A glimpse of America’s future?
Since the beginning of recorded history, people have viewed gold as 1) money and 2) something to be replaced by sexier financial instruments whenever possible. Today’s fiat currencies, for instance, exist because governments find creating “wealth” out of thin air much more fun than living with a fixed money supply.
And as financial markets have become more complex, new investment vehicles keep emerging that, for a while at least, replace gold in the popular imagination as the ultimate store of wealth. Consider the periodic rise of “one decision stocks” like the Nifty-50 of the 1970s, the dot-coms of the 1990s, and today’s “Magnificent 7” tech giants.
Meanwhile, real estate — since it’s both “real” and financial — also spawns speculative bubbles every time a government starts to inflate away an unbacked currency.
Those previous bubbles eventually popped, sending chastened capital back into real money.
Which Brings Us To China
The world’s second-biggest economy was, until recently, home to epic stock and real estate bubbles. But both are now popping. Housing is in free-fall (see Evergrande: Crisis-hit Chinese property giant ordered to liquidate), while stocks are in a grinding bear market:
(CNN) – Chinese shares haven’t just had a bad start to 2024. It’s been rough going since February 2021, when they hit their most recent peak.
Over the past three years, about $6 trillion — equivalent to roughly twice Britain’s annual economic output — has been wiped off the value of Chinese and Hong Kong stocks.
The Hang Seng index has crashed 10% so far this year alone, while the Shanghai Composite and Shenzhen Component indexes are down 7% and 10% respectively.
The astonishing losses, reminiscent of the last Chinese stock market crash of 2015-2016, highlight a crisis of confidence among investors concerned about the country’s future.
“The past three years were no doubt a challenging and frustrating period for investors and market participants in Chinese equities,” Goldman Sachs analysts wrote in a research note Tuesday. “China … [is] currently trading at suppressed valuations and decade-low allocations across [investment]fund mandates.”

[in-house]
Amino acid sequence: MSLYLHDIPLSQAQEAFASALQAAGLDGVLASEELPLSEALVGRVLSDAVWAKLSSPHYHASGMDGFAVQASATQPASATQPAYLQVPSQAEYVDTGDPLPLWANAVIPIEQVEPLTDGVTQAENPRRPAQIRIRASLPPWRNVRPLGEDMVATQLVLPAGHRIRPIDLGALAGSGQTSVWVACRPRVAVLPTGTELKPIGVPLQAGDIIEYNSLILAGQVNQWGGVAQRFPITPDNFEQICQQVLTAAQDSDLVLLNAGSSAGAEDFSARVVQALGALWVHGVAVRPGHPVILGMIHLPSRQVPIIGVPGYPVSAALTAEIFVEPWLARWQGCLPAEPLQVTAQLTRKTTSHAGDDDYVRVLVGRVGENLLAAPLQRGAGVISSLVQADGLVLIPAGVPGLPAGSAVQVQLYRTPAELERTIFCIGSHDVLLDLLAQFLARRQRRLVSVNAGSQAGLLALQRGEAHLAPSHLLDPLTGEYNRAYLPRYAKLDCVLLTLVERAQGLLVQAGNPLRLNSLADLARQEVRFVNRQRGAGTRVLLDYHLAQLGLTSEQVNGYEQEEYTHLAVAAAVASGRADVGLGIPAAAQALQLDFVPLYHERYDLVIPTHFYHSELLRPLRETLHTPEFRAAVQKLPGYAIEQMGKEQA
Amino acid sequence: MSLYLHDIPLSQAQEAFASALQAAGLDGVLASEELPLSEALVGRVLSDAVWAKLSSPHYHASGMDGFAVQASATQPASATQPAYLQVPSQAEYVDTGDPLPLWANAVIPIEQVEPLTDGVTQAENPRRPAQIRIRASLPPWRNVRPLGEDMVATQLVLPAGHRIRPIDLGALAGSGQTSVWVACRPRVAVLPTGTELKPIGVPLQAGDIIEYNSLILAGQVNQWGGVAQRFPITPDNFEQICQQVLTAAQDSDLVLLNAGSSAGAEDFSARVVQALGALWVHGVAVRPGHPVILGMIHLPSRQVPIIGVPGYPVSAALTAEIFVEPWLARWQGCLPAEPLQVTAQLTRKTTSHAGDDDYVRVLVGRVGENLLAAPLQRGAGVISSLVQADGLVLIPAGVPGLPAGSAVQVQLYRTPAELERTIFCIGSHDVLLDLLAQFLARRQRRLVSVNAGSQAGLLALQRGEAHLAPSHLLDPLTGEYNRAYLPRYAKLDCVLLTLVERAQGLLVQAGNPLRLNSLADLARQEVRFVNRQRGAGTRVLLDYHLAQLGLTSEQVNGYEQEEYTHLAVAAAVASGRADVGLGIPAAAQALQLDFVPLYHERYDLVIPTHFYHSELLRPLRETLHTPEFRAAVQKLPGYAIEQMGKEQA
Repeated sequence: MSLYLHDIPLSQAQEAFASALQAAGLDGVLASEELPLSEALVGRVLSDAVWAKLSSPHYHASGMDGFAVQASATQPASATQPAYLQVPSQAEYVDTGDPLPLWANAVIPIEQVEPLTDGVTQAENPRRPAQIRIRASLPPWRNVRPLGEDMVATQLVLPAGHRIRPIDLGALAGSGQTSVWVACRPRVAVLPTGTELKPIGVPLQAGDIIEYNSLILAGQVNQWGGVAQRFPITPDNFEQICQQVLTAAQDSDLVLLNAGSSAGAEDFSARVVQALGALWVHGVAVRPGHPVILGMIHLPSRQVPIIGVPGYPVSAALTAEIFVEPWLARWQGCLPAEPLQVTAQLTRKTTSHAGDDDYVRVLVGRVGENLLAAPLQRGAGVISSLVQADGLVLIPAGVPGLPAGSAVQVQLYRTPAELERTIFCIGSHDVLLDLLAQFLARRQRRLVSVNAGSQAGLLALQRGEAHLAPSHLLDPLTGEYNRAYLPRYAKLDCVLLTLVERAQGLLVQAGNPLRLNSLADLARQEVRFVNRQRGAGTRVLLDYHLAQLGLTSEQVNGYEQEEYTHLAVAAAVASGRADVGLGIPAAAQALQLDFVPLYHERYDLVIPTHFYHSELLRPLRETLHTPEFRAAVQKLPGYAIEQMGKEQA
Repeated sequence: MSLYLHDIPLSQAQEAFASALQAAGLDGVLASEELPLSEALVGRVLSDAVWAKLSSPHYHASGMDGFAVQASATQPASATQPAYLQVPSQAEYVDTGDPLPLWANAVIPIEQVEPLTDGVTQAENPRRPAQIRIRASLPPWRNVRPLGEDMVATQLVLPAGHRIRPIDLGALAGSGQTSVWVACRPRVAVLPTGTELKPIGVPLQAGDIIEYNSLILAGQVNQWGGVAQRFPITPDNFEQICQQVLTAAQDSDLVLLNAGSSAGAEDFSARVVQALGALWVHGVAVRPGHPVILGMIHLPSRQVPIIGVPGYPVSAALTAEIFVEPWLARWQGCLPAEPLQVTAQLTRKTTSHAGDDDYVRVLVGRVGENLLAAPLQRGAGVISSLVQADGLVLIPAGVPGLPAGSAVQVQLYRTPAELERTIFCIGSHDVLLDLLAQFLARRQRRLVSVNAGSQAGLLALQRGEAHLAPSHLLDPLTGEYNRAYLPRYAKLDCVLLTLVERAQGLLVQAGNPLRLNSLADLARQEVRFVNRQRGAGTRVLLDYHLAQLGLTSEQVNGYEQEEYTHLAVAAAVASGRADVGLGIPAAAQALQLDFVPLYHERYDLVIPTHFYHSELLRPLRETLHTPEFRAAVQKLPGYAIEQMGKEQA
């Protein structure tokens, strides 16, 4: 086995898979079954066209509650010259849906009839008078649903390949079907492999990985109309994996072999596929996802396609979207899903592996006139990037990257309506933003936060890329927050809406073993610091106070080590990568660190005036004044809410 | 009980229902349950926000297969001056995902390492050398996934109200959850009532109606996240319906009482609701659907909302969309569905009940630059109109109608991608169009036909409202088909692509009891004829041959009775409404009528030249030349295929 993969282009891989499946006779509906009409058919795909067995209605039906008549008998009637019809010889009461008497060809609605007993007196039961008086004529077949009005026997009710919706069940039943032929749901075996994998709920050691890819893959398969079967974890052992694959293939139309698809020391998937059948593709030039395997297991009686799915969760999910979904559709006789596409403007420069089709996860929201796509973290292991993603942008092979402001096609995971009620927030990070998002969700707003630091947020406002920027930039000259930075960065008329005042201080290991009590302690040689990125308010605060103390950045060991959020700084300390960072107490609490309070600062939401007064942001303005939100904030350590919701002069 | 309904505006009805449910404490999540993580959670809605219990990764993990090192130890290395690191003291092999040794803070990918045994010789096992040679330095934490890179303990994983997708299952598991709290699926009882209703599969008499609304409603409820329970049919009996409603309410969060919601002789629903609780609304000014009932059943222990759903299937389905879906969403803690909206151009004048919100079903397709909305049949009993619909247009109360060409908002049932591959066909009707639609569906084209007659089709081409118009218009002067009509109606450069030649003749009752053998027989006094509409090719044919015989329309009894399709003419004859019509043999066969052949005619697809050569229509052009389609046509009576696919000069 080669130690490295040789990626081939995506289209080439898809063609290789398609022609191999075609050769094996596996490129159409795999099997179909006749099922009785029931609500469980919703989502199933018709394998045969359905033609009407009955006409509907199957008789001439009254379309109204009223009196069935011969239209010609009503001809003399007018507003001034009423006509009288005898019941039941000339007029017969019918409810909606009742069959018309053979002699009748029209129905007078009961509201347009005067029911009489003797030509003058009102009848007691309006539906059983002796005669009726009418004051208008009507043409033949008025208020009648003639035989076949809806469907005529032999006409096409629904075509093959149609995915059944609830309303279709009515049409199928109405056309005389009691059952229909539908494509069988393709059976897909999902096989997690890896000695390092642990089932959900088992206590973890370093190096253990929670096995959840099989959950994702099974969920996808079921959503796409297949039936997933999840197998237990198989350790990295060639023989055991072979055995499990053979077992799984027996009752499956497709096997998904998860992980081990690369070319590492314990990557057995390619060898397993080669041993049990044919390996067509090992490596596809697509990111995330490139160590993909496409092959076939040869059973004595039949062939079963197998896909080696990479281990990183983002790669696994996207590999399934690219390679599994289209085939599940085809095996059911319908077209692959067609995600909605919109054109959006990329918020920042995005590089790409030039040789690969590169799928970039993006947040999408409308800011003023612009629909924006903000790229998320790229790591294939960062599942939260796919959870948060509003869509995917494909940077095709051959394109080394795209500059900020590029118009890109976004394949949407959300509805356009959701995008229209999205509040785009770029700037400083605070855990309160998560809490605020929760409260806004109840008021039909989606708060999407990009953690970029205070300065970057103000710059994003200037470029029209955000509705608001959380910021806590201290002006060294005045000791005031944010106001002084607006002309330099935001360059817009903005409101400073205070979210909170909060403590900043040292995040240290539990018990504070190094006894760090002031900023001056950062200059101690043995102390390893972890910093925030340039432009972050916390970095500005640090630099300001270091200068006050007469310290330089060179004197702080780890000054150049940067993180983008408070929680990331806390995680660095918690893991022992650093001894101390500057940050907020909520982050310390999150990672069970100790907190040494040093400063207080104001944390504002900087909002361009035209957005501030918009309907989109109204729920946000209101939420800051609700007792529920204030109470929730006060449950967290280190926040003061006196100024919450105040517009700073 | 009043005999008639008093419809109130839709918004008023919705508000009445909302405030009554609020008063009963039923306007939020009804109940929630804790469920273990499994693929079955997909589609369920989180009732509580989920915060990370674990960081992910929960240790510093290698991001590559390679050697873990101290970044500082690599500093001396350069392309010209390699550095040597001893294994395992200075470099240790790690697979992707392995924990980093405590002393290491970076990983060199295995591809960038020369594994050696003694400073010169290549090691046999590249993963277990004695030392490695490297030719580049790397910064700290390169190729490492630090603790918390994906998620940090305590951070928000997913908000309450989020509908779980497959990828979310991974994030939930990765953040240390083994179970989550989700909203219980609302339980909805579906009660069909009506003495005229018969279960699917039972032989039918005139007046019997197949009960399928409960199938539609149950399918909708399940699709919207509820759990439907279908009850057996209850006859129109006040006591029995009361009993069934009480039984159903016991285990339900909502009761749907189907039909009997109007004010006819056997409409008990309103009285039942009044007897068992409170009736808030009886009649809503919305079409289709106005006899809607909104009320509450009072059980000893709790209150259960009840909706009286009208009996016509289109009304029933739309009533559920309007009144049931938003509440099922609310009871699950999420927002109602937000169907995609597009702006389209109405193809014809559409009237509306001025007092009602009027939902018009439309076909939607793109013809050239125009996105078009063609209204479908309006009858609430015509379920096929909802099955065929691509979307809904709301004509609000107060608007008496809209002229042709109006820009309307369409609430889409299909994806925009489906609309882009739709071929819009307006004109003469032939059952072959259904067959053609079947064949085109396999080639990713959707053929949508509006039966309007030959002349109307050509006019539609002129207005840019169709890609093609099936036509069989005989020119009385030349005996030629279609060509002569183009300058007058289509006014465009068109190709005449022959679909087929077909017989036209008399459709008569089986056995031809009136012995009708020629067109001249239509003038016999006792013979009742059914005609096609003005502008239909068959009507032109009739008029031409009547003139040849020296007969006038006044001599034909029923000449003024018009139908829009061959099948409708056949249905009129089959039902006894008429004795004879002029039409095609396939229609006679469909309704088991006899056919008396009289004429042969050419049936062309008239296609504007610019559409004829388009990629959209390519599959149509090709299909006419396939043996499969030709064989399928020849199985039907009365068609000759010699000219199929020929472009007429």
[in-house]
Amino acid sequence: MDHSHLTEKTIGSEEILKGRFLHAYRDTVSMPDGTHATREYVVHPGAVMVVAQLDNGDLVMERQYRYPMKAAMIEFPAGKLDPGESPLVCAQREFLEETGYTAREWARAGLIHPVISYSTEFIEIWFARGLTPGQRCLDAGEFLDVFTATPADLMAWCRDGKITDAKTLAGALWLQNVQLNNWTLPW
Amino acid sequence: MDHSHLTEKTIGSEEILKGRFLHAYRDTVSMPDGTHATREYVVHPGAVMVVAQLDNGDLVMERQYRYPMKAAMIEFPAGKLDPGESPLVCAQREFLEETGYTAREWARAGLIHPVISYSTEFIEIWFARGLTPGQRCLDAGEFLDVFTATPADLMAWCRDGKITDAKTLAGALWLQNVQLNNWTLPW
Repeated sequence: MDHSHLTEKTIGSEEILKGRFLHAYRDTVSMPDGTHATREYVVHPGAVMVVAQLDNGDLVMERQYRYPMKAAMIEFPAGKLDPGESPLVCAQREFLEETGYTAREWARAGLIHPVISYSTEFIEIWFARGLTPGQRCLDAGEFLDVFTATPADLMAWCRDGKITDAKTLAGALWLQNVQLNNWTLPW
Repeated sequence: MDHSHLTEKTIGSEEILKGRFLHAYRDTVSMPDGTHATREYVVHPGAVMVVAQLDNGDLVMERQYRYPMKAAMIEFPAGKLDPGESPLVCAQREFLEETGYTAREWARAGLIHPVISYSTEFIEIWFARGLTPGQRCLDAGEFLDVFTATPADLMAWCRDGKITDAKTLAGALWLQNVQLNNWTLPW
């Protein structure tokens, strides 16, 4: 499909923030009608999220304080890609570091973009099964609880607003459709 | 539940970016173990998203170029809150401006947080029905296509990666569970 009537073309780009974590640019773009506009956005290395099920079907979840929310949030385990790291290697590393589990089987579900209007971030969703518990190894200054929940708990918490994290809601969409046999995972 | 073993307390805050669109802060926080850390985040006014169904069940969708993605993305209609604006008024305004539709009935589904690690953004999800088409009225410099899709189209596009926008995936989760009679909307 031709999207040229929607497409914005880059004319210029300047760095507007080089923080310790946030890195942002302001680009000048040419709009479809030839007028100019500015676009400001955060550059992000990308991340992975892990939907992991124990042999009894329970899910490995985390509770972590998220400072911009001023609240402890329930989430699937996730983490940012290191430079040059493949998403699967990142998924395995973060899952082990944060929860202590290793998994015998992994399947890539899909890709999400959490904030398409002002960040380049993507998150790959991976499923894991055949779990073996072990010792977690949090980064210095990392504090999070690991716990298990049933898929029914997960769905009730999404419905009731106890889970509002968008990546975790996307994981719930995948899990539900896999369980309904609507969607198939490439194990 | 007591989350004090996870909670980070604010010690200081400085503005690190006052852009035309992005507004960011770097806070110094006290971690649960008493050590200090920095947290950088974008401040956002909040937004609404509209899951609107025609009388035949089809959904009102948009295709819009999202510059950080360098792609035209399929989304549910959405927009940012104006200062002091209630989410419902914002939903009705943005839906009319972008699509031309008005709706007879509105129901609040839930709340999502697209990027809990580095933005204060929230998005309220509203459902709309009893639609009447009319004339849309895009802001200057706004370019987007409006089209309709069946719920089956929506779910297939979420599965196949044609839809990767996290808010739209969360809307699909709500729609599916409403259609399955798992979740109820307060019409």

The world’s second-largest economy is plagued by a myriad of problems. They include a record downturn in real estate, deflation, debt, a falling birthrate, and a shrinking workforce, as well as a shift towards ideology-driven policies that has rattled the private sector and scared away foreign firms.
The stock meltdown has made Chinese markets the world’s worst performersso far this year. All this is playing out against the backdrop of a global stock market rally, led by Wall Street’s record-setting run, and by Japan in Asia.
Back To the Last Resort
What do increasingly traumatized Chinese do when their bubble assets implode? They switch to gold, the one thing they can definitely trust:
(SCMP) – China’s appetite for gold rose to record high levels last year, as investors sought to secure their assets and limit uncertainties caused by a weak yuan, an ongoing property slump and fears over a stock market rout.
Imports of gold for non-monetary use – products including gold jewellery – rose to 1,447 tonnes last year, breaking the previous record of 1,427 tonnes in 2018, according to the General Administration of Customs.
The weight marked a sevenfold increase from 2020, while the US$90 billion value represented an almost ninefold increase from three years ago.
With limited access to overseas assets, China’s middle class are seen to be attempting to preserve their fortunes, which have dwindled amid the slumping property market.
“Facing the property and stock market slump, global geopolitical instability, and the fall of the Chinese yuan’s exchange rate, gold purchasing is currently the best way for Chinese residents to preserve their wealth,” said Peng Peng, executive chairman of the Guangdong Society of Reform.
Coming To A Mismanaged Country Near You
Pretty much everything going wrong for China has either arrived or is circling for a landing in the US. Multiplying forever wars, stock and real estate bubbles, chaotic internal politics — how bout that Texas border — and soaring debt pretty much guarantee an environment in which Americans will face the same dilemma as their Chinese counterparts. And they’ll react the same way.